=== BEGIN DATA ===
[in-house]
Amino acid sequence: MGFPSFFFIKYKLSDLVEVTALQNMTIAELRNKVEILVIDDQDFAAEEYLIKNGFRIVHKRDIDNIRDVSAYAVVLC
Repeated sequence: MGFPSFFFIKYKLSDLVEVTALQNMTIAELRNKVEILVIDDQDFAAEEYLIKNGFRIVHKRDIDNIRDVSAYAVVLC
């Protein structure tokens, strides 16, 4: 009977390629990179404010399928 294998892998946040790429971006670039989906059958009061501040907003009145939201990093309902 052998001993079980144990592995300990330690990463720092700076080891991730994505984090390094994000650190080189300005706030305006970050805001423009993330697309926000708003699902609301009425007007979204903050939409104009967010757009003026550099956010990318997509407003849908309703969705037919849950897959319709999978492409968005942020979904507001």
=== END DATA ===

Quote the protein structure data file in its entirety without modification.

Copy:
[in-house]
Amino acid sequence: MGFPSFFFIKYKLSDLVEVTALQNMTIAELRNKVEILVIDDQDFAAEEYLIKNGFRIVHKRDIDNIRDVSAYAVVLC
Repeated sequence: MGFPSFFFIKYKLSDLVEVTALQNMTIAELRNKVEILVIDDQDFAAEEYLIKNGFRIVHKRDIDNIRDVSAYAVVLC
């Protein structure tokens, strides 16, 4: 009977390629990179404010399928 294998892998946040790429971006670039989906059958009061501040907003009145939201990093309902 052998001993079980144990592995300990330690990463720092700076080891991730994505984090390094994000650190080189300005706030305006970050805001423009993330697309926000708003699902609301009425007007979204903050939409104009967010757009003026550099956010990318997509407003849908309703969705037919849950897959319709999978492409968005942020979904507001």